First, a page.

Today, Nov. 22, 2020, marks the 10 year anniversary of the release of Kanye West’s masterpiece My Beautiful Dark Twisted Fantasy, and much has changed for him in that time: marriage, four kids, eight fashion collections, a half-hearted attempt at a presidential campaign, as well as the development and diagnosis of mental health issues. However, other things, like his ubiquitous presence in the media and his unwavering confidence in his project and ideas have remained more or less consistent since 2010.
Kanye West had something to prove when he released My Beautiful Dark Twisted Fantasy. In 2009, his first conflict with Taylor Swift occurred when he interrupted her acceptance speech for Best Music Video at the VMA’s. He declared that she was undeserving of the award and that it should have gone to Beyoncé who had, according to him, “one of the best videos of all time.” West was torn apart by the media despite his apology to Swift, which she accepted. Feeling that his actions were a symptom of the pressures of fame, he entered a self-imposed exile, first to Japan, then Hawaii, where he began recording his album.
In Hawaii, West entered a period of rigorous self-discipline in both his music and his routine. There was fear among Kanye’s fans that his arrogance outweighed the genuine talent he possessed. Rather than attempt to humble himself, he chose to prove that his skill and abilities were as great as he professed.
It’s no surprise then that the album's production is meticulous. Kanye flawlessly uses a wide range of samples from King Crimson, Bon Iver, Black Sabbath, Aphex Twin, James Brown, Smokey Robinson, and the movie Napoleon Dynamite. The immaculate production culminates on “All of the Lights”, which is an ostentatious composition of vocals from John Legend, Alicia Keys, Fergie, Elton John, Drake, Kid Cudi, and Rihanna.
MBDTF is the peak of Kanye West’s perpetual obsession with his own fame—its grandeur and excess, the spectacle of stardom that he has wholeheartedly maintained his entire career. This fixation is expressed in maximalism, a philosophy that professes “more is more,” something West undoubtedly endorses. His lyricism, an aspect of his music that West is not typically lauded for, is impeccable on multiple tracks, most notably, “Dark Fantasy” and “Gorgeous.” While Kanye’s tracks are never short of wit, MBDTF tells poetic stories. Some, like “Runaway” and “Blame Game,” speak to the more detestable sides of people’s nature but are still perversely relatable.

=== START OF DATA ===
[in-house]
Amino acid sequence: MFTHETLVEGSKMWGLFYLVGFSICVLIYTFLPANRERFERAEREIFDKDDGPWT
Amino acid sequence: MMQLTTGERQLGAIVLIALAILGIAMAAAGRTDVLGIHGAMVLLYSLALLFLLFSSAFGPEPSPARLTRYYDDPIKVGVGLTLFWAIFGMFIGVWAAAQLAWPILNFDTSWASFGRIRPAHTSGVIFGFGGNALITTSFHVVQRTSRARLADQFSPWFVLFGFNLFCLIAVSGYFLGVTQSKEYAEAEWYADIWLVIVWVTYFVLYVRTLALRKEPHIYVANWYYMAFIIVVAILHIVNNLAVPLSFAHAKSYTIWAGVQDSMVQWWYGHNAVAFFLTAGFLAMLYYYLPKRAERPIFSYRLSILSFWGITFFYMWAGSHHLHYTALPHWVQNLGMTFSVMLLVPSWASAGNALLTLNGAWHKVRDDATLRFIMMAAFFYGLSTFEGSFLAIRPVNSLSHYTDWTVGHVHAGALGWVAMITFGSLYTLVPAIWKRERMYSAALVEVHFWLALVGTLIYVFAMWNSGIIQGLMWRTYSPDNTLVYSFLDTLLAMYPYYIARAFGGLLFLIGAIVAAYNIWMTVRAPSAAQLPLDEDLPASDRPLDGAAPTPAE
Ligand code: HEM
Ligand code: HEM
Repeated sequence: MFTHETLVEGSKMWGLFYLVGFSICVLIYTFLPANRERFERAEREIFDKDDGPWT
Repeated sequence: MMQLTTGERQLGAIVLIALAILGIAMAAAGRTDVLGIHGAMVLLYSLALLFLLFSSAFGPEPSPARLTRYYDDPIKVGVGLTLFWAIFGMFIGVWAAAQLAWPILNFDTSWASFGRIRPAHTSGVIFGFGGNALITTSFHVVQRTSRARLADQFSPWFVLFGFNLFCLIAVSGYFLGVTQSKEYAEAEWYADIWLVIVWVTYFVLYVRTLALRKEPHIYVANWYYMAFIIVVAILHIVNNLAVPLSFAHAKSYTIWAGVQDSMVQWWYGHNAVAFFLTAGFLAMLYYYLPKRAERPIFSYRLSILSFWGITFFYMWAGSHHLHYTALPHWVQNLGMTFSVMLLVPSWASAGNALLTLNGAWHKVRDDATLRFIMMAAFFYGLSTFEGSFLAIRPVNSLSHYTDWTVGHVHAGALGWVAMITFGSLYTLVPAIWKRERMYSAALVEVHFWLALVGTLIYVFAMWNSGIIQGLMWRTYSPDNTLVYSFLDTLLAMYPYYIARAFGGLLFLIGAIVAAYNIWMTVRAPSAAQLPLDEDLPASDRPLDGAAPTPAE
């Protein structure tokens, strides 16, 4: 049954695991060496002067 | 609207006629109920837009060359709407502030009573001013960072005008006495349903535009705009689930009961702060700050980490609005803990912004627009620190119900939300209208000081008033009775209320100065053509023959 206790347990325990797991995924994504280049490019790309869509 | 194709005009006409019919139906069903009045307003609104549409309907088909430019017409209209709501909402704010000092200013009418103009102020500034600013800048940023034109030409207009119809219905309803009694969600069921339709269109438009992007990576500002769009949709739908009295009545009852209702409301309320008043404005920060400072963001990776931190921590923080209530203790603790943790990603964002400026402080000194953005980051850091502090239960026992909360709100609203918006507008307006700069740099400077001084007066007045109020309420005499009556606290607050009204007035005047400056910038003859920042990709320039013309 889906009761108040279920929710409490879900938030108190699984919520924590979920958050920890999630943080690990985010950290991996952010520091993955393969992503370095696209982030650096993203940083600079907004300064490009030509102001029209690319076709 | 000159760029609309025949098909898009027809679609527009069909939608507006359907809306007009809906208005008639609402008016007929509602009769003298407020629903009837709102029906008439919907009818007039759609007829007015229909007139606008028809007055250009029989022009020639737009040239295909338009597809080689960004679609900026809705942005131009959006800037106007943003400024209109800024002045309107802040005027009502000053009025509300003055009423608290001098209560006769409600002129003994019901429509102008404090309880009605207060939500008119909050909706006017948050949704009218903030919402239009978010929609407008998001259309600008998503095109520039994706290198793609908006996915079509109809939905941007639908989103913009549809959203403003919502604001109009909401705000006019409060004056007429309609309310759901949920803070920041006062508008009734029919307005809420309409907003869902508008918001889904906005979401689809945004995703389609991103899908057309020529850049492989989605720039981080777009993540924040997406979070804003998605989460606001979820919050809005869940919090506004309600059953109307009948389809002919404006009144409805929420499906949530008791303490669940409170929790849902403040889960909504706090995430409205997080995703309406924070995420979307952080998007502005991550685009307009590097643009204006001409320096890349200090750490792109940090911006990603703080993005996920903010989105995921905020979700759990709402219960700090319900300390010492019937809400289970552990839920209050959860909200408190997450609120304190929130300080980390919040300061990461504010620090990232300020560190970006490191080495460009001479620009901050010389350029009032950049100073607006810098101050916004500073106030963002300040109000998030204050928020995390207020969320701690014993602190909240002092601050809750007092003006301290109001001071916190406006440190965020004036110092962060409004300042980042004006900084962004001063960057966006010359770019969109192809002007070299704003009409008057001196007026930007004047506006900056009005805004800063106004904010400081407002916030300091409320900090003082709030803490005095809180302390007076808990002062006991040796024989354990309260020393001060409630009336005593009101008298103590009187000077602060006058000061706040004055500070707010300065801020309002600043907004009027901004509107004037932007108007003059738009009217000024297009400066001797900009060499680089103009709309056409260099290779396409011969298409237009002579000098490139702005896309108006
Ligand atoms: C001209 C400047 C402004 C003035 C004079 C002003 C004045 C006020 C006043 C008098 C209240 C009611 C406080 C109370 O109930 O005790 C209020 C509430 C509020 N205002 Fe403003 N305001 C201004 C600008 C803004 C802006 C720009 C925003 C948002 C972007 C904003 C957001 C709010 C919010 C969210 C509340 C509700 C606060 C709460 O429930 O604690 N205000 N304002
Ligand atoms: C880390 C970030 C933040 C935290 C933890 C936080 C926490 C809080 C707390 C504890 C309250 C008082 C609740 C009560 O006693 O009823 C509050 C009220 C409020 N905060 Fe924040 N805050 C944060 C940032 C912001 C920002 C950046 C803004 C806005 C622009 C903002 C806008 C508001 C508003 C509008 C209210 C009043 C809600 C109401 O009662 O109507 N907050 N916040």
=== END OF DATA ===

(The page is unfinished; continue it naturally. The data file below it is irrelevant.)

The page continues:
Most tracks are unique to the life of excess and debauchery. West extols this lifestyle in songs like “Hell of A Life,” rapping “One day I'm gon' marry a porn star/ We'll have a big *ss crib and a long yard/ We'll have a mansion and some fly maids." He publicly revels in the chaos of celebrity life, but also often laments the effects of its immorality and corruption. It may be difficult to feel sympathy for him when the world is starving and burning and dying of thirst, but the progression of West’s life over the last ten years indicates an undoubtable truth in his words.
In some ways, it is hard to connect the Kanye West of the early 2000s with the one that exists now. While he has always been a proponent of capitalism, consumerism, and materialism, West also used to be more vocal about the institutions that burdened him growing up as a young Black man in Chicago. In 2005, during a televised telethon for Hurricane Katrina relief efforts, West said, unprompted, “George Bush doesn’t care about Black people.” Then in 2016, he endorsed Trump, a president who is seen by many as the antithesis of movements like Black Lives Matter. In fact, he had called out the duplicitous nature of Donald Trump on the MBDTF track “So Appalled,” rapping, “I'm so appalled Spalding ball/ Balding Donald Trump, takin' dollars from y'all.” So, what changed? Perhaps he found camaraderie in someone who’s also obsessively devoted to reiterating his unfiltered thoughts and emotions through Twitter.
MBDTF could be recognized as the beginning of this version of Kanye West, who is not just aware of his fame and success but possessed by it. He embraces the concept of his life as a performance, accepting its pleasure and excitement as well as its repulsiveness. Now, it is infused into everything he does. Unlike other celebrities who profit off of their lives being public, like his wife, Kim Kardashian, there is no filter between himself as a person and himself as an entertainer.
Part of the ethos of MBDTF is the spiritual abyss that has formed as a result of his consumerist lifestyle. His recent foray into preaching at his “Sunday Service,” or his presidential campaign, could be an effort to answer this void. But these things too, done in Kanye West’s style, are stamped with pageantry and theatricality.
While Kanye West’s dramatics may have changed greatly over the past decade, his desire to fulfill the prophecy of greatness that he has bestowed upon himself has not. My Beautiful Dark Twisted Fantasy, incredibly complex, deliberate, and masterful, is already cemented as a classic in the hip-hop canon. Yet, it is also the marker of West’s full absorption of his persona as an outrageous, shameless genius.